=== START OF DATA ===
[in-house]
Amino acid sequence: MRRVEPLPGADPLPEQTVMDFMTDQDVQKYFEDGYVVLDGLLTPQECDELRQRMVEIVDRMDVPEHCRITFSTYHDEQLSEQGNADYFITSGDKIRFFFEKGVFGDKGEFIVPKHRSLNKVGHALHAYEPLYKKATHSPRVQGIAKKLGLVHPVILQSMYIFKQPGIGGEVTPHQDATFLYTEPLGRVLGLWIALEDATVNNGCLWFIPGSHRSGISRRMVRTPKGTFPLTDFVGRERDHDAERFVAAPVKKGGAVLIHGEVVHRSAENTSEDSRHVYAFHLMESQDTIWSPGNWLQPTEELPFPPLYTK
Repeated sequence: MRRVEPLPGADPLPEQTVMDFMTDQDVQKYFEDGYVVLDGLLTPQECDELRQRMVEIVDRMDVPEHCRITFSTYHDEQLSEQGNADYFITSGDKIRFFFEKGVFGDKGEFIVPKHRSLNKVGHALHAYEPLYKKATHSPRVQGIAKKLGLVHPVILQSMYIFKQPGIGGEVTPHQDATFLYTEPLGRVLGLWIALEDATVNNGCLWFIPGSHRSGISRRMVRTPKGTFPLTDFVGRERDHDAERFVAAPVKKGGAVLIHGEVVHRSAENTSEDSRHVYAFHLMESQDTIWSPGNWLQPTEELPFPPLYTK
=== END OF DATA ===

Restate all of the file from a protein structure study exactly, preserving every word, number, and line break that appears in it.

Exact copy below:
[in-house]
Amino acid sequence: MRRVEPLPGADPLPEQTVMDFMTDQDVQKYFEDGYVVLDGLLTPQECDELRQRMVEIVDRMDVPEHCRITFSTYHDEQLSEQGNADYFITSGDKIRFFFEKGVFGDKGEFIVPKHRSLNKVGHALHAYEPLYKKATHSPRVQGIAKKLGLVHPVILQSMYIFKQPGIGGEVTPHQDATFLYTEPLGRVLGLWIALEDATVNNGCLWFIPGSHRSGISRRMVRTPKGTFPLTDFVGRERDHDAERFVAAPVKKGGAVLIHGEVVHRSAENTSEDSRHVYAFHLMESQDTIWSPGNWLQPTEELPFPPLYTK
Repeated sequence: MRRVEPLPGADPLPEQTVMDFMTDQDVQKYFEDGYVVLDGLLTPQECDELRQRMVEIVDRMDVPEHCRITFSTYHDEQLSEQGNADYFITSGDKIRFFFEKGVFGDKGEFIVPKHRSLNKVGHALHAYEPLYKKATHSPRVQGIAKKLGLVHPVILQSMYIFKQPGIGGEVTPHQDATFLYTEPLGRVLGLWIALEDATVNNGCLWFIPGSHRSGISRRMVRTPKGTFPLTDFVGRERDHDAERFVAAPVKKGGAVLIHGEVVHRSAENTSEDSRHVYAFHLMESQDTIWSPGNWLQPTEELPFPPLYTK